Of course, reading comments about any online article can be a depressing affair.  Simple articles about the opening of Girl Scout cookie sales often receive numerous malicious comments that make you fear for the future of Western Civilization.  So, when something as volatile as this comes up, the comments can make you suicidal.  That said, this particular incident apparently has raised the hackles of many.  In one way, NPR got it right:

  • There’s much we don’t know about what happened. Until we learn more, for example, jumping to conclusions about her attackers adds nothing to the discussion. They’re criminals. Period.

In another way, NPR showed their cultural bias:

  • Blaming the victim is an old, tired game. Please don’t.

At some point along the way, people have got to take responsibility.  I’m not going to post a photograph, much in the same way that I’m not mentioning names, but you have to ask yourself one question.

Given that events in Egypt have been extremely volatile in recent weeks, as it now has become in the region.  Given that there are significant cultural differences between the West and the Middle East.  Given that within Egyptian society itself there are significant conflicts between those who wear Western attire and those who choose the hajib.  Given that not everybody likes westerners, their appearance, their culture.  Given that a lot of people don’t like reporters, regardless of cultural differences.

Given all that, why would a reporter show up at a site of political and cultural unrest wearing a string of clearly visible pearls?

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Egyptian Women

The world is quietly holding  its breath as political & social change is happening in Egypt.  At this writing, things have been tense but there have been few casualties.  A lot of tear gas has been fired.  The Egyptian Air Force did a low fly-by, just to remind everybody.  Likewise, the Egyptian Army announced that it would not fire upon the demonstrators.  It was a polite way for them to inform the demonstrators that if there were to be a policy change, then the Egyptian Army could, indeed, fire upon those gathered.  For the moment, however, things are merely tense.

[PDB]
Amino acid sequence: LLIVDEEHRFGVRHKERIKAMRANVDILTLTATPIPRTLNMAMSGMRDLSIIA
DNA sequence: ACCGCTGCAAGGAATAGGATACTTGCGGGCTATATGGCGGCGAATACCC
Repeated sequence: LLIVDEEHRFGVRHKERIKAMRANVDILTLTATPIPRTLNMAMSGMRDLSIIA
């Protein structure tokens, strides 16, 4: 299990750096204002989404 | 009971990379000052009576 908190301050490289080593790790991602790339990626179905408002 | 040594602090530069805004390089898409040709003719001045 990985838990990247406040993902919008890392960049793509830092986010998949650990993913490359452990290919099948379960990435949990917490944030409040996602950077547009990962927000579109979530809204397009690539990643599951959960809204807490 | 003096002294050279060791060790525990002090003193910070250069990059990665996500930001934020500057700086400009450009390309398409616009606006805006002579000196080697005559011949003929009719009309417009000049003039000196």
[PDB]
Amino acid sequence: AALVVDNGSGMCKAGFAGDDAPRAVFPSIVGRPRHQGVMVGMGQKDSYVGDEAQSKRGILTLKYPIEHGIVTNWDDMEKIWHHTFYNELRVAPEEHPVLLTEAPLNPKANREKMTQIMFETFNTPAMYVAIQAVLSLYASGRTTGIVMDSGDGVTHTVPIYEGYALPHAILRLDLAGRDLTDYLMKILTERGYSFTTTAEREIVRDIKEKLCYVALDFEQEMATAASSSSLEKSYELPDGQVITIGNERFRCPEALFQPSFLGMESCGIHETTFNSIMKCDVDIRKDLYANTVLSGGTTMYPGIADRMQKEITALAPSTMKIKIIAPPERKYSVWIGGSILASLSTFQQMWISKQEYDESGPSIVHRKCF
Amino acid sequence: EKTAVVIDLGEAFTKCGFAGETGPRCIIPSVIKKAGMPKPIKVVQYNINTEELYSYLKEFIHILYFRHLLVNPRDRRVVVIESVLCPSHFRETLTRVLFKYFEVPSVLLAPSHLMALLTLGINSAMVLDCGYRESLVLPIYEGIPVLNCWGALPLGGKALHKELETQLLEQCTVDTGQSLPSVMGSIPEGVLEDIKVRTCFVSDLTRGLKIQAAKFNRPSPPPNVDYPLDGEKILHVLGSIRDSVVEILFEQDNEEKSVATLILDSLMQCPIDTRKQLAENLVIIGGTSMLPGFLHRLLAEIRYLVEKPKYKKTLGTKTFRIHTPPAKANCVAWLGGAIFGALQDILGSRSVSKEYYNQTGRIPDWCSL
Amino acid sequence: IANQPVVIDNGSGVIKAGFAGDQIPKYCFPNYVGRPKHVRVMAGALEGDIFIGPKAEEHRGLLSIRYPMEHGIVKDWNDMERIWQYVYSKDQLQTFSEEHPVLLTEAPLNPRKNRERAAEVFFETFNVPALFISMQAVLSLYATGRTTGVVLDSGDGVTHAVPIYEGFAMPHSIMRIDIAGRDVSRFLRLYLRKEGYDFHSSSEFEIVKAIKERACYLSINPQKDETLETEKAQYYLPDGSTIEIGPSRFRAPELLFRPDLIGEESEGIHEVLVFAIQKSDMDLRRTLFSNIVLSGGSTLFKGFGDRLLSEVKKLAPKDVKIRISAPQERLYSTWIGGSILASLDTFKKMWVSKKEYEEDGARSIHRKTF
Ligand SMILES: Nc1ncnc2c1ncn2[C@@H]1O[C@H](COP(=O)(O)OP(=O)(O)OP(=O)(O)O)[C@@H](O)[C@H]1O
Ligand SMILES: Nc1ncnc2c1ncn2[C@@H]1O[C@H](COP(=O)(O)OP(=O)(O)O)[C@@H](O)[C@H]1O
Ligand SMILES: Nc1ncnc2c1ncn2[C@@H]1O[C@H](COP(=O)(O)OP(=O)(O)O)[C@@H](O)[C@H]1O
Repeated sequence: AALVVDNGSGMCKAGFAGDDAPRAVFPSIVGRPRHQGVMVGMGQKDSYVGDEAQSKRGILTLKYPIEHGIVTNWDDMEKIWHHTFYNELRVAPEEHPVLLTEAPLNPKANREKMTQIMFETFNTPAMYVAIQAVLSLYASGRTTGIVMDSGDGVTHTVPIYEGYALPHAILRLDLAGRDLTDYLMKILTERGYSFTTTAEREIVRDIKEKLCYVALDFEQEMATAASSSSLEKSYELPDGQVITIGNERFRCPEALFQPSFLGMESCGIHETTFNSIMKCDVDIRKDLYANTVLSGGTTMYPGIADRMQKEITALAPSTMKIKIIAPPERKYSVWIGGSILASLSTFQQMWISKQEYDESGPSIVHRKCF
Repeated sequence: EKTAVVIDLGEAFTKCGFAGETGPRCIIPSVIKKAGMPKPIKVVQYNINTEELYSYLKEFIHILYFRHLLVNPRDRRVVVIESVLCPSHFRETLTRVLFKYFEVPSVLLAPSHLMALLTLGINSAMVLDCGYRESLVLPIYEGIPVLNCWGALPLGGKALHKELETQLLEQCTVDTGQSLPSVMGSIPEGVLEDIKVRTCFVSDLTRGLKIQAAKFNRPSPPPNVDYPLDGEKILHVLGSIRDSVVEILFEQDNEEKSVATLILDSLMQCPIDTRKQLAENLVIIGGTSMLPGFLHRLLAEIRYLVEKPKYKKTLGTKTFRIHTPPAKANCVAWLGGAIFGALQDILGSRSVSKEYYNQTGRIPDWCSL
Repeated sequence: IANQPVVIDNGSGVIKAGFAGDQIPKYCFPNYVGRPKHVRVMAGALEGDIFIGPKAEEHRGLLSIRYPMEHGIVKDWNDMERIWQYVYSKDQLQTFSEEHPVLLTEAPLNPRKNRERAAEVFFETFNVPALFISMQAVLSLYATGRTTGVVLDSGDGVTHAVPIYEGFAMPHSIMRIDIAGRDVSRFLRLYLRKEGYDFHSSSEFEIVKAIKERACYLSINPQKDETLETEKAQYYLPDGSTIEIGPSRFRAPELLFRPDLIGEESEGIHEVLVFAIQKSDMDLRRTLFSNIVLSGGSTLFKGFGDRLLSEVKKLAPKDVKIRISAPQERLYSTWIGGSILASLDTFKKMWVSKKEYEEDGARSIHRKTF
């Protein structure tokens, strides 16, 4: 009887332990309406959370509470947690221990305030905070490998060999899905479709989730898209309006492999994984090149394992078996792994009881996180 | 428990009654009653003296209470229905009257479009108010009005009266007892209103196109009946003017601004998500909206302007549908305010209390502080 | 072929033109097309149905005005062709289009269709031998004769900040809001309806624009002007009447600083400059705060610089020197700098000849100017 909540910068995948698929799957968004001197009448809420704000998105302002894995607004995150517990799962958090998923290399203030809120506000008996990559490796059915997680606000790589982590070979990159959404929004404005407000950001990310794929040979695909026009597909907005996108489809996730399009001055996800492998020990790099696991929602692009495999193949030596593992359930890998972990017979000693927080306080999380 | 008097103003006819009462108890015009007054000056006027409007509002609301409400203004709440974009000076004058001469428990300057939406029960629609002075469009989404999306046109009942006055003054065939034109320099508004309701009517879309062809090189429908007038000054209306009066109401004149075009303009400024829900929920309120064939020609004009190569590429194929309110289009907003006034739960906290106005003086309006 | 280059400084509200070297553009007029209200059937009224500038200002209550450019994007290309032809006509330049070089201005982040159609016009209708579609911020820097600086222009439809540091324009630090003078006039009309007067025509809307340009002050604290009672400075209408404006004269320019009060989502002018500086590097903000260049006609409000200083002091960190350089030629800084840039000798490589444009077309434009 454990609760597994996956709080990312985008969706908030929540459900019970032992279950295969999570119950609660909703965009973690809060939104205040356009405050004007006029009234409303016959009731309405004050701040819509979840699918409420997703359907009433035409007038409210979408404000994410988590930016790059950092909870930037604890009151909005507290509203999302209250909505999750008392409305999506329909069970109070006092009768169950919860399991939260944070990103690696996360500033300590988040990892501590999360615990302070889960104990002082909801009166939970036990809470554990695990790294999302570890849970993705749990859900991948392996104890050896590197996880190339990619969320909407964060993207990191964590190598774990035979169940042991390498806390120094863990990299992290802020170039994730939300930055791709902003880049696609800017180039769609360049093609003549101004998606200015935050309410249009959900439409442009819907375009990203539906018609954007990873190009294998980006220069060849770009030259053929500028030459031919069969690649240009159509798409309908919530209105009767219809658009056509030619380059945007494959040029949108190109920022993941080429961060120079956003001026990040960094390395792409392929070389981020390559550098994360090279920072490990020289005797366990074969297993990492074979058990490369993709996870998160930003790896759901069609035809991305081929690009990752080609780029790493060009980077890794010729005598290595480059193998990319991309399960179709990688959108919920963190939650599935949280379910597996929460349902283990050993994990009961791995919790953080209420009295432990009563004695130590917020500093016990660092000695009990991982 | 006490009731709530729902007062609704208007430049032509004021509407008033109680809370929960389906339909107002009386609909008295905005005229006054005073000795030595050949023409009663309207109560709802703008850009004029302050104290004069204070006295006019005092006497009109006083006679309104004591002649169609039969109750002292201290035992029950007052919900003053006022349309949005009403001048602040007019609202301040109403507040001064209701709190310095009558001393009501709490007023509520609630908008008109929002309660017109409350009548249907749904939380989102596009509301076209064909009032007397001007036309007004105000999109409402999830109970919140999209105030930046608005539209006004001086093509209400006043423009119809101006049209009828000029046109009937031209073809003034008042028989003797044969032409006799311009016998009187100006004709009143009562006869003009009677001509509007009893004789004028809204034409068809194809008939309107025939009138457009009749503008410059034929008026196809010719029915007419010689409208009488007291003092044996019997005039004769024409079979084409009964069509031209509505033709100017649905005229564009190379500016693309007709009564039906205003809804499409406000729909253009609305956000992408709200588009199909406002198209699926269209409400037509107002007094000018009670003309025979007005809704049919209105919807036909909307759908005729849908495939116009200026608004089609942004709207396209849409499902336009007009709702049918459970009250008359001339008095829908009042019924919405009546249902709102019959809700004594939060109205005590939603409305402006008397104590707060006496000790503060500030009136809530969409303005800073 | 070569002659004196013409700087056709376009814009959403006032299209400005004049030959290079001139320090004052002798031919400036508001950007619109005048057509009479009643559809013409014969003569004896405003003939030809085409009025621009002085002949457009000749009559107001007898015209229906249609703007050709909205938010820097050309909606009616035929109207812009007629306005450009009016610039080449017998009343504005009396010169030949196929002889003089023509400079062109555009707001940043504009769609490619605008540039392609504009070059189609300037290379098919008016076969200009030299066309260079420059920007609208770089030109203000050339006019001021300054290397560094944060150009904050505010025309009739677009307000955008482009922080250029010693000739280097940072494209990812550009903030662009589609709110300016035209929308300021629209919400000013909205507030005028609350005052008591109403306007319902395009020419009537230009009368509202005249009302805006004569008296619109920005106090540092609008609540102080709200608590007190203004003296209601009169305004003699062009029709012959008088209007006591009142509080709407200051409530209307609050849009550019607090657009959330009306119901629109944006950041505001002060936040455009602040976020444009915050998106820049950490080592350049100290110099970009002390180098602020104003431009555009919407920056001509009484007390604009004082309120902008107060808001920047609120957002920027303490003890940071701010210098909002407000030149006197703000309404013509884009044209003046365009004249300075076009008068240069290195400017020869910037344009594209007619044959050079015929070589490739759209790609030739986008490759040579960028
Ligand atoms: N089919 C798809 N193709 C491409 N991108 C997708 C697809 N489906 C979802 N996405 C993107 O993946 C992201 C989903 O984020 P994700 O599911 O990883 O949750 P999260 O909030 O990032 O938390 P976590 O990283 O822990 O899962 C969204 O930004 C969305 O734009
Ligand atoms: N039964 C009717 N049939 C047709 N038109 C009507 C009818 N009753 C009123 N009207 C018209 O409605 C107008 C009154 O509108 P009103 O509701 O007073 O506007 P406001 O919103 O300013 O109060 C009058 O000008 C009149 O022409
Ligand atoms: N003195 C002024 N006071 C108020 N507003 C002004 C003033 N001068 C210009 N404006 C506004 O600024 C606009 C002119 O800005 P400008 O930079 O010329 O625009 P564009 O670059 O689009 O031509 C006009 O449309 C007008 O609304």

This blog is motivated by a series of photographs posted on Facebook by Leil-Zahra Mortada.  She is not in Egypt, but apparently is acting as a central clearinghouse for photographs coming out of Egypt through unofficial channels.  I’m going to snitch a few of these from her postings because they are extremely interesting:

A lot of images are coming out of the country, even with the Internet and cell phone shutdown.  Most of what we see is from the American perspective.  Which is to say, what we see is framed with our obsession with cheap petroleum and fear of anti-American hatred.  It is, of course, much more complicated than that.  It’s not always just about us.

Certainly, one clue as to the state of local affairs a few days ago can be seen in this photo.  The faces of the police officers tell you something:

Men and women tend to approach things in different ways, but when the ladies are upset, then there’s trouble on the horizon.  The officer on the right is clearly familiar with the situation, closing his eyes and hoping that things pass.  That does not appear to be likely any time soon.  The situation is tense, for a variety of reasons.

One reason is that there are citizens of the United States that are stranded in Egypt during a time of unrest.  They’re true innocents; clearly nobody was aware to any degree that the events of today would be happening during their trip to see the pyramids.  At the same time, if you’re going to travel anywhere, you have to anticipate that things like this are possibly going to happen.

There’s nothing like waking up in your hotel in a foreign country, looking out the window and seeing tanks and troops stationed outside.  With the tank turrets aimed toward the hotel.  Stepping outside is out of the question.  Likewise, social engineering the soldiers is an unwise move.  While your sparkling Cary Grant attitude might seem to be appropriate, the soldier standing there with a semi-automatic rifle may view Cary Grant as just another capitalist stooge.  Hiding under the bed might be appropriate if the tank is aiming at your room, but mostly these situations call for keeping calm, clear headed, and out of sight.